The Skunk and the Crystal Goblet

Posted in Under the Sea on April 18th, 2010 by MadDog
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Yesterday was a dirty water day. I had a boat load of people; I think there were ten. With seven divers in the water, I had to actually do my Divemaster thing, keeping an eye on everyone. This was not easy, as there was only about ten metres of visibility. We went to the south end of Leper Island  first. It was uninspiring. After our surface interval to dump the excess nitrogen, we did another dive at The Eel Garden  near Pig Island.  There was no point going any farther, since everything near Madang seemed to be equally nasty.

At The Eel Garden,  directly under Faded Glory,  we found the resident Skunk Anemonefish (Amphiprion akallopisos)  lurking in a similarly rare and beautiful Merten’s Anemone (Stichodactyla mertensii).  Anemones can stay a long time on one place. Most of them, in their final stage, become sessile. This simply means that they don’t move around:This anemone has been in the same spot for several years. I think that its wandering days are over.

I love patterns, as regular readers will know. I use many of them as desktop backgrounds. This shot of coral polyps really pleases me:There is a delicious combination of randomness and order here. The arrangement of the polyp tentacles suggests dynamic action. This is an entirely correct visualisation. The coral was only about five metres down and there was a constant surge. This was keeping the tentacles in constant motion.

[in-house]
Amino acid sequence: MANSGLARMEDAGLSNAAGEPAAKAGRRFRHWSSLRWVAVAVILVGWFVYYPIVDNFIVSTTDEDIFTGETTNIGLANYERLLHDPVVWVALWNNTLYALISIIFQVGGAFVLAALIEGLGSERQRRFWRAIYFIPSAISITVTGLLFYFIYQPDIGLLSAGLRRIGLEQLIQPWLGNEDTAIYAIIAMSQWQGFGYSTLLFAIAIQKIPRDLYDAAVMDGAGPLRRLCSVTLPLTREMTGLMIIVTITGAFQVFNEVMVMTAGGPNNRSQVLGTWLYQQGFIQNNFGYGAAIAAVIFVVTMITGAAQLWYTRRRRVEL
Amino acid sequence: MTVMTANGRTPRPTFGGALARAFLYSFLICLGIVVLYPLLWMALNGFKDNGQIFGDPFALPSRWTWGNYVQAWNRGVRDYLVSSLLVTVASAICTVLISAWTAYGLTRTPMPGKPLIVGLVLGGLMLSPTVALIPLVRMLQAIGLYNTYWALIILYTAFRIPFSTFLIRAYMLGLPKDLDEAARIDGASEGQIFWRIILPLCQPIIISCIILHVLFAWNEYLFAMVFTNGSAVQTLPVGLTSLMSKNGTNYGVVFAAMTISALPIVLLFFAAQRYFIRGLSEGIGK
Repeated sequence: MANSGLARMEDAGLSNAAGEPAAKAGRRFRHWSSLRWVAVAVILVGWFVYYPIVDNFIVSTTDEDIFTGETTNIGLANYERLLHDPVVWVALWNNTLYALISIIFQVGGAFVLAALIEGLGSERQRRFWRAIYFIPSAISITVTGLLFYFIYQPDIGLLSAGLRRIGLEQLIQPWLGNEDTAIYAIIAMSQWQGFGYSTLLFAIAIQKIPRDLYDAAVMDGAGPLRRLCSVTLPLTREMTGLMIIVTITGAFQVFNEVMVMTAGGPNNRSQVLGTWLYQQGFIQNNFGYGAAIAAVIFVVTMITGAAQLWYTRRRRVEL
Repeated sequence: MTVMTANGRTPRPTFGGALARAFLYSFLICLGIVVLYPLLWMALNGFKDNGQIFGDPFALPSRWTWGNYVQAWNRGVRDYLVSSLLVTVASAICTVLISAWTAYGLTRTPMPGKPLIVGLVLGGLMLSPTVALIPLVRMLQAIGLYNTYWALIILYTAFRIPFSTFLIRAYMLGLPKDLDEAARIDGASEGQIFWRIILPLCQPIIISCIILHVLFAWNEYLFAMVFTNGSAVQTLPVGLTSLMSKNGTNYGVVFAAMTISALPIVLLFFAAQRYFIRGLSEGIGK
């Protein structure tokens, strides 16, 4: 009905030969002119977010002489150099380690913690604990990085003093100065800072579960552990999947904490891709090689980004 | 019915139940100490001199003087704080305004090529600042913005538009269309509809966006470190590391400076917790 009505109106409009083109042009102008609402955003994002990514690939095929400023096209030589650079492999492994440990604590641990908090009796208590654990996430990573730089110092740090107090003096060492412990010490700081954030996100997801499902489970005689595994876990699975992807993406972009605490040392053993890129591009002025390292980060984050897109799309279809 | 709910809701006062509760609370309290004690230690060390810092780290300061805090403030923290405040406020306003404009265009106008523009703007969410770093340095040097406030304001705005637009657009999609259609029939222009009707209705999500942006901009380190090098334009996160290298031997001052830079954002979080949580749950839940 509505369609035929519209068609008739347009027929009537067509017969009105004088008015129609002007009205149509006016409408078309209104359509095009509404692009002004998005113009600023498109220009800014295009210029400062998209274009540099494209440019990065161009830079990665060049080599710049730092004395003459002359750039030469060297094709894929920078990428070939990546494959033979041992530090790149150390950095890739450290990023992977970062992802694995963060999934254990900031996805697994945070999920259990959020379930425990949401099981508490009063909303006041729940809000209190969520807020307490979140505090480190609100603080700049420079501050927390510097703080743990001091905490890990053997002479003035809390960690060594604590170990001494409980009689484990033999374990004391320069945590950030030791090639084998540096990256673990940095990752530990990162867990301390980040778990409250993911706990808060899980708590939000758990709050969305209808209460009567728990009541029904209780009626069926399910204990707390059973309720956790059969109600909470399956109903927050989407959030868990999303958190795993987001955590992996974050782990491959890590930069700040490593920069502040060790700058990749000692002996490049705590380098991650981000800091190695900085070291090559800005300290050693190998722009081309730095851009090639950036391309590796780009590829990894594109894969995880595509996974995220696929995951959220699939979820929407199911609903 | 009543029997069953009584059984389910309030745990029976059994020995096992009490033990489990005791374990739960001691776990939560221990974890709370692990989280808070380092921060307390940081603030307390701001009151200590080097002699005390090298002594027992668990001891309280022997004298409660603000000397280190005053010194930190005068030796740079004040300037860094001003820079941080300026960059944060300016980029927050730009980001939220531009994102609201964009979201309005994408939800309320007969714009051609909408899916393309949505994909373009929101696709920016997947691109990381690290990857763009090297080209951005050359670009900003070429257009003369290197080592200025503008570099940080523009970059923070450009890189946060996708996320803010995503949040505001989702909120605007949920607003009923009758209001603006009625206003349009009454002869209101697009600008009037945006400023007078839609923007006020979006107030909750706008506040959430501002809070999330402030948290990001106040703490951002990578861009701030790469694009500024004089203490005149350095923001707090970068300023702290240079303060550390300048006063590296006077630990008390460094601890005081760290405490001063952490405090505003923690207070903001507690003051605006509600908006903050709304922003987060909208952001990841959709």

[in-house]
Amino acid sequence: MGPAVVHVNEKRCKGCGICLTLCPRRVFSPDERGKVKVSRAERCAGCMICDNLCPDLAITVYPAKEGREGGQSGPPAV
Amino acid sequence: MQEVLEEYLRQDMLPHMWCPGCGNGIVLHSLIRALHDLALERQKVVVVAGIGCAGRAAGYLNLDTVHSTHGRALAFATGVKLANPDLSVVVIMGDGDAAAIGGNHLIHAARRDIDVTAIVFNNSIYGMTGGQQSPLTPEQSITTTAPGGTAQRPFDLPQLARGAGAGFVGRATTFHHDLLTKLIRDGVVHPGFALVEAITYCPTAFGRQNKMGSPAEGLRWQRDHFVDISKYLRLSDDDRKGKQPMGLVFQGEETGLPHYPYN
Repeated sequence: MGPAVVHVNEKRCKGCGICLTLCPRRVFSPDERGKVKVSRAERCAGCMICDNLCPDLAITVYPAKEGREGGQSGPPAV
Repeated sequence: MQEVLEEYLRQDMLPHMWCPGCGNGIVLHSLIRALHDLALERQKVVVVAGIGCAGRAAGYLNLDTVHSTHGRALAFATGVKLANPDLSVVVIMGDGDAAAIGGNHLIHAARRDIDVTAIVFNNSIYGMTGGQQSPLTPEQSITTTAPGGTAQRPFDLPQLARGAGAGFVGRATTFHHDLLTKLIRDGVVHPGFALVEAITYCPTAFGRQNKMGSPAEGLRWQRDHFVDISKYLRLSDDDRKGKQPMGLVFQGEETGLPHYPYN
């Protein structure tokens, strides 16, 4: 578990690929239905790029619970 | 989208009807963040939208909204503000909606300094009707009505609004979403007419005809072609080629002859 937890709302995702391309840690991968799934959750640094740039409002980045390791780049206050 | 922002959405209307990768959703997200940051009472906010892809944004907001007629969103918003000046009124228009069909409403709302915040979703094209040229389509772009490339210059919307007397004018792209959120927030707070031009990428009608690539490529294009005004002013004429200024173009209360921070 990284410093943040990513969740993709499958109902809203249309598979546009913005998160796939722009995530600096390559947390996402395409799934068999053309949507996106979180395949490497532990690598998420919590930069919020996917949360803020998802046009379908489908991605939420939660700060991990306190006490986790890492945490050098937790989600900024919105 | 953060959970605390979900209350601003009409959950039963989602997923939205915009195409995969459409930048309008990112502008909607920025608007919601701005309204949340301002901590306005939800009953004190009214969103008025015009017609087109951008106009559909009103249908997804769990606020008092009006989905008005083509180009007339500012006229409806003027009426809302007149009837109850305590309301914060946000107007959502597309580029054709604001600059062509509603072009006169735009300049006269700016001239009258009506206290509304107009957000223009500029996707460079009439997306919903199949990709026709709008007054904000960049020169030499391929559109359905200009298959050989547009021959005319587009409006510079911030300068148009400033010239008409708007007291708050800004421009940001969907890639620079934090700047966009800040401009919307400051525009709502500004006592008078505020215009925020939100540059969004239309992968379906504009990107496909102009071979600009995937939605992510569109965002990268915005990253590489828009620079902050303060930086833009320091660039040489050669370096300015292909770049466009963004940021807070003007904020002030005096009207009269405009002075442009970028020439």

I have no idea of the species of this coral. I was struck by the outrageous colour:I note that very few underwater photographers treat coral seriously. Truthfully, I find coral as interesting and as rich with photographic opportunities as fish. However, most people want to see fish. I try to give a bit of both.

Here’s an elegant example of coral beauty, a young fire coral:There will be no doubt concerning the common name of fire coral commencing with the first contact between it and your skin. It burns like billy blue blazes. Immediate treatment with vinegar, making one smell like a salad and suddenly reminding everyone on the boat that they are famished, is the best immediate treatment. This needs to be followed up by 1% hydrocortisone ointment, which we always have on the boat. It causes no permanent damage except possibly to the dignity of a grown man with tears running down his cheeks after scraping his inner arm across a patch of fire coral.

Here are a couple of Nemofish, as the Japanese now call them. It is probably the only species on the planet that has ben permanently renamed by Hollywood. It is, of course, the common Clown Anemonefish (Amphiprion percula):If you watch them for a while, it’s easy to understand why they are called clowns. They bob about in the anemone as if they were bright orange and white striped toy balloons in a tornado.

As for the Crystal Goblet, you will need to exercise your imagination a little. If you can’t do that, then I will bet that you are not a regular visitor here. This is some kind of Sea Squirt, a fairly rare one in these waters:I say that it is rare not because I’ve researched it, but because, in over 2,000 dives here, this is the first one that I have seen. It is large for a Sea Squirt. The larger individual on the right, which I presume is a more fully developed version of the one on the left, is about 4cm in diameter. It is extremely transparent, as you can see.

We had a very good time at Jed’s house last night. The theme of the party was The Letter B.  It reminded me a little of Sesame Street:

It was a no-brainer for me to come as a Beach Bum. I didn’t even need to dress up. My normal casual attire needed only minor accessorisation. Karaoke was an integral part of the entertainment.

In the image above I’m performing my own crusty rendition of Billy Joel’s New York State of Mind.  It was intensely forgetable.

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